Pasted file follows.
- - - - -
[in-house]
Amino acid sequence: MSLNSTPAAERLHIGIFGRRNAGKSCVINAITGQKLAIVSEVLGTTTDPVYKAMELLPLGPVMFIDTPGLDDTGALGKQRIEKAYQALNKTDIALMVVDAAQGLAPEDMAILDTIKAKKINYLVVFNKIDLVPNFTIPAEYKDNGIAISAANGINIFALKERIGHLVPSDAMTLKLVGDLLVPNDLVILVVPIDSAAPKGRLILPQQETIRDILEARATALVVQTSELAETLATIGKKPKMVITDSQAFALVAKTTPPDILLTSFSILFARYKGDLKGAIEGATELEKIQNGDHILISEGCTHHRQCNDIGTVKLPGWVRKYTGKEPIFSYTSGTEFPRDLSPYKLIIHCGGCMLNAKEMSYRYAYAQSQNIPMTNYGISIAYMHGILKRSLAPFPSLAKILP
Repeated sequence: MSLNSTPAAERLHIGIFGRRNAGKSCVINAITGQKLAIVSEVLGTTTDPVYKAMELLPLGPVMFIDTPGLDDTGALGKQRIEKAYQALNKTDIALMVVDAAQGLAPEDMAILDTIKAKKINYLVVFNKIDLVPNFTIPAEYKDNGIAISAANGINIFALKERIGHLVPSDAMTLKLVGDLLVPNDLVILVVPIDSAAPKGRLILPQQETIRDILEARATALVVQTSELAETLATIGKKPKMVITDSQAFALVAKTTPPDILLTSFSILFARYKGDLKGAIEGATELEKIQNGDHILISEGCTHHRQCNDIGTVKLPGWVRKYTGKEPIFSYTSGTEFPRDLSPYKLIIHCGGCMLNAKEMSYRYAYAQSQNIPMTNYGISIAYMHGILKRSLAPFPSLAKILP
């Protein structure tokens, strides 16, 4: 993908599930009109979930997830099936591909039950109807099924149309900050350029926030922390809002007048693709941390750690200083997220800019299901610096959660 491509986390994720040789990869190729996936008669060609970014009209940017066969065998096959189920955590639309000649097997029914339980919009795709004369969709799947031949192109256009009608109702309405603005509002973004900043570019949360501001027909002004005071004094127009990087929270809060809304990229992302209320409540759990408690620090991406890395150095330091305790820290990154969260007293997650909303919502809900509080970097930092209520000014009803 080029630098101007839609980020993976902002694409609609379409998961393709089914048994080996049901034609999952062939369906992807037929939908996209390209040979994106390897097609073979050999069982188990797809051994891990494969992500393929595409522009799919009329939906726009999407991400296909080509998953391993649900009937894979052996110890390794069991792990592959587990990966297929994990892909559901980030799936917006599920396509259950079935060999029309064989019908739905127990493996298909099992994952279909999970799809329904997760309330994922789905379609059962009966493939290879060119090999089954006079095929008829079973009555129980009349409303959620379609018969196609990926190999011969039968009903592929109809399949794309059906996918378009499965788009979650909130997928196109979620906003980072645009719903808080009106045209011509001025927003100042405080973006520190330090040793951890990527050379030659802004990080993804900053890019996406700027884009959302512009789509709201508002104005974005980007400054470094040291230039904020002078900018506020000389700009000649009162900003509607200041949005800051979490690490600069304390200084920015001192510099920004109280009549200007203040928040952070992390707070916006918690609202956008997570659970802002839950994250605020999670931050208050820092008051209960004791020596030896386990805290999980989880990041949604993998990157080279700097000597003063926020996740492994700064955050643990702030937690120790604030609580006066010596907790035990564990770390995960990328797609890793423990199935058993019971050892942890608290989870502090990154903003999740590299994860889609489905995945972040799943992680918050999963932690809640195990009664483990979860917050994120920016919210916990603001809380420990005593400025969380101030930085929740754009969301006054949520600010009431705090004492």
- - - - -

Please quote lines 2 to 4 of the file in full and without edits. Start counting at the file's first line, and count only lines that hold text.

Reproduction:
Amino acid sequence: MSLNSTPAAERLHIGIFGRRNAGKSCVINAITGQKLAIVSEVLGTTTDPVYKAMELLPLGPVMFIDTPGLDDTGALGKQRIEKAYQALNKTDIALMVVDAAQGLAPEDMAILDTIKAKKINYLVVFNKIDLVPNFTIPAEYKDNGIAISAANGINIFALKERIGHLVPSDAMTLKLVGDLLVPNDLVILVVPIDSAAPKGRLILPQQETIRDILEARATALVVQTSELAETLATIGKKPKMVITDSQAFALVAKTTPPDILLTSFSILFARYKGDLKGAIEGATELEKIQNGDHILISEGCTHHRQCNDIGTVKLPGWVRKYTGKEPIFSYTSGTEFPRDLSPYKLIIHCGGCMLNAKEMSYRYAYAQSQNIPMTNYGISIAYMHGILKRSLAPFPSLAKILP
Repeated sequence: MSLNSTPAAERLHIGIFGRRNAGKSCVINAITGQKLAIVSEVLGTTTDPVYKAMELLPLGPVMFIDTPGLDDTGALGKQRIEKAYQALNKTDIALMVVDAAQGLAPEDMAILDTIKAKKINYLVVFNKIDLVPNFTIPAEYKDNGIAISAANGINIFALKERIGHLVPSDAMTLKLVGDLLVPNDLVILVVPIDSAAPKGRLILPQQETIRDILEARATALVVQTSELAETLATIGKKPKMVITDSQAFALVAKTTPPDILLTSFSILFARYKGDLKGAIEGATELEKIQNGDHILISEGCTHHRQCNDIGTVKLPGWVRKYTGKEPIFSYTSGTEFPRDLSPYKLIIHCGGCMLNAKEMSYRYAYAQSQNIPMTNYGISIAYMHGILKRSLAPFPSLAKILP
């Protein structure tokens, strides 16, 4: 993908599930009109979930997830099936591909039950109807099924149309900050350029926030922390809002007048693709941390750690200083997220800019299901610096959660 491509986390994720040789990869190729996936008669060609970014009209940017066969065998096959189920955590639309000649097997029914339980919009795709004369969709799947031949192109256009009608109702309405603005509002973004900043570019949360501001027909002004005071004094127009990087929270809060809304990229992302209320409540759990408690620090991406890395150095330091305790820290990154969260007293997650909303919502809900509080970097930092209520000014009803 080029630098101007839609980020993976902002694409609609379409998961393709089914048994080996049901034609999952062939369906992807037929939908996209390209040979994106390897097609073979050999069982188990797809051994891990494969992500393929595409522009799919009329939906726009999407991400296909080509998953391993649900009937894979052996110890390794069991792990592959587990990966297929994990892909559901980030799936917006599920396509259950079935060999029309064989019908739905127990493996298909099992994952279909999970799809329904997760309330994922789905379609059962009966493939290879060119090999089954006079095929008829079973009555129980009349409303959620379609018969196609990926190999011969039968009903592929109809399949794309059906996918378009499965788009979650909130997928196109979620906003980072645009719903808080009106045209011509001025927003100042405080973006520190330090040793951890990527050379030659802004990080993804900053890019996406700027884009959302512009789509709201508002104005974005980007400054470094040291230039904020002078900018506020000389700009000649009162900003509607200041949005800051979490690490600069304390200084920015001192510099920004109280009549200007203040928040952070992390707070916006918690609202956008997570659970802002839950994250605020999670931050208050820092008051209960004791020596030896386990805290999980989880990041949604993998990157080279700097000597003063926020996740492994700064955050643990702030937690120790604030609580006066010596907790035990564990770390995960990328797609890793423990199935058993019971050892942890608290989870502090990154903003999740590299994860889609489905995945972040799943992680918050999963932690809640195990009664483990979860917050994120920016919210916990603001809380420990005593400025969380101030930085929740754009969301006054949520600010009431705090004492």